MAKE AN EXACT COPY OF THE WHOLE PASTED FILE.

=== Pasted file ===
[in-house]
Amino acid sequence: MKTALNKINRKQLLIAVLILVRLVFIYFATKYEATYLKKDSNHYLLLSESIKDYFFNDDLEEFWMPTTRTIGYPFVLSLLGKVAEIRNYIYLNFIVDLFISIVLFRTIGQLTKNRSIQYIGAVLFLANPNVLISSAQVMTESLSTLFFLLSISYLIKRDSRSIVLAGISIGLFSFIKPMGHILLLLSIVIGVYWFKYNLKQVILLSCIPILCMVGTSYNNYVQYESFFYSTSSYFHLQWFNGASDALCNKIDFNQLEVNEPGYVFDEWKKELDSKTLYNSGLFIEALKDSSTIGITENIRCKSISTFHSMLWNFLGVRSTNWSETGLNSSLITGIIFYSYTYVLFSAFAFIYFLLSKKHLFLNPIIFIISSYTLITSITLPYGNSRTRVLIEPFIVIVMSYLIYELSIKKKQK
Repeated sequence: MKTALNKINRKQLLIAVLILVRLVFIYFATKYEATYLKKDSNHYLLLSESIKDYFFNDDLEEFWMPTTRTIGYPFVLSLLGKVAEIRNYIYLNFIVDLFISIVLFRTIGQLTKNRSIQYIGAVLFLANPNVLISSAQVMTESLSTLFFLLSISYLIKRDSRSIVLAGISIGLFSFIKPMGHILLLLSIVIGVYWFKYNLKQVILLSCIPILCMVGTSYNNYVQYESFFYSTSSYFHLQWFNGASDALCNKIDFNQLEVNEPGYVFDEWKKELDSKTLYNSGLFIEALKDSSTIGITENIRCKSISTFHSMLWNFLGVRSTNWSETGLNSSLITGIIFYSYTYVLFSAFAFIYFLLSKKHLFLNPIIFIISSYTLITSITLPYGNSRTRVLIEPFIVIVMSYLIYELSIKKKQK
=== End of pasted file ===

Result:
[in-house]
Amino acid sequence: MKTALNKINRKQLLIAVLILVRLVFIYFATKYEATYLKKDSNHYLLLSESIKDYFFNDDLEEFWMPTTRTIGYPFVLSLLGKVAEIRNYIYLNFIVDLFISIVLFRTIGQLTKNRSIQYIGAVLFLANPNVLISSAQVMTESLSTLFFLLSISYLIKRDSRSIVLAGISIGLFSFIKPMGHILLLLSIVIGVYWFKYNLKQVILLSCIPILCMVGTSYNNYVQYESFFYSTSSYFHLQWFNGASDALCNKIDFNQLEVNEPGYVFDEWKKELDSKTLYNSGLFIEALKDSSTIGITENIRCKSISTFHSMLWNFLGVRSTNWSETGLNSSLITGIIFYSYTYVLFSAFAFIYFLLSKKHLFLNPIIFIISSYTLITSITLPYGNSRTRVLIEPFIVIVMSYLIYELSIKKKQK
Repeated sequence: MKTALNKINRKQLLIAVLILVRLVFIYFATKYEATYLKKDSNHYLLLSESIKDYFFNDDLEEFWMPTTRTIGYPFVLSLLGKVAEIRNYIYLNFIVDLFISIVLFRTIGQLTKNRSIQYIGAVLFLANPNVLISSAQVMTESLSTLFFLLSISYLIKRDSRSIVLAGISIGLFSFIKPMGHILLLLSIVIGVYWFKYNLKQVILLSCIPILCMVGTSYNNYVQYESFFYSTSSYFHLQWFNGASDALCNKIDFNQLEVNEPGYVFDEWKKELDSKTLYNSGLFIEALKDSSTIGITENIRCKSISTFHSMLWNFLGVRSTNWSETGLNSSLITGIIFYSYTYVLFSAFAFIYFLLSKKHLFLNPIIFIISSYTLITSITLPYGNSRTRVLIEPFIVIVMSYLIYELSIKKKQK